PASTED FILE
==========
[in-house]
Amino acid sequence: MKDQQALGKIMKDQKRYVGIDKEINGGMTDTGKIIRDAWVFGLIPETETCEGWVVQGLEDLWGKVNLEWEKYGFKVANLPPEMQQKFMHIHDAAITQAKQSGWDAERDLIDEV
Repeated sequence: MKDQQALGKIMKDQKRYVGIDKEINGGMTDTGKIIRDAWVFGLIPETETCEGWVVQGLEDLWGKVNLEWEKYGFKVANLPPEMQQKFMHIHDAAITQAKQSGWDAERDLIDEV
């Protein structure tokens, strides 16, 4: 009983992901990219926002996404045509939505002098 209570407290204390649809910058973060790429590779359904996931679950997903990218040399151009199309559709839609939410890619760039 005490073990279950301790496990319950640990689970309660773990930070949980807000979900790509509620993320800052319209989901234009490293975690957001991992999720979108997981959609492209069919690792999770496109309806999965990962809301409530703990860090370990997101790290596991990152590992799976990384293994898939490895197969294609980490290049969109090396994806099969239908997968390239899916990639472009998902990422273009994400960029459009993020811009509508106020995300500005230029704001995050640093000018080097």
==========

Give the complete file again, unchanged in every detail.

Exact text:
[in-house]
Amino acid sequence: MKDQQALGKIMKDQKRYVGIDKEINGGMTDTGKIIRDAWVFGLIPETETCEGWVVQGLEDLWGKVNLEWEKYGFKVANLPPEMQQKFMHIHDAAITQAKQSGWDAERDLIDEV
Repeated sequence: MKDQQALGKIMKDQKRYVGIDKEINGGMTDTGKIIRDAWVFGLIPETETCEGWVVQGLEDLWGKVNLEWEKYGFKVANLPPEMQQKFMHIHDAAITQAKQSGWDAERDLIDEV
């Protein structure tokens, strides 16, 4: 009983992901990219926002996404045509939505002098 209570407290204390649809910058973060790429590779359904996931679950997903990218040399151009199309559709839609939410890619760039 005490073990279950301790496990319950640990689970309660773990930070949980807000979900790509509620993320800052319209989901234009490293975690957001991992999720979108997981959609492209069919690792999770496109309806999965990962809301409530703990860090370990997101790290596991990152590992799976990384293994898939490895197969294609980490290049969109090396994806099969239908997968390239899916990639472009998902990422273009994400960029459009993020811009509508106020995300500005230029704001995050640093000018080097």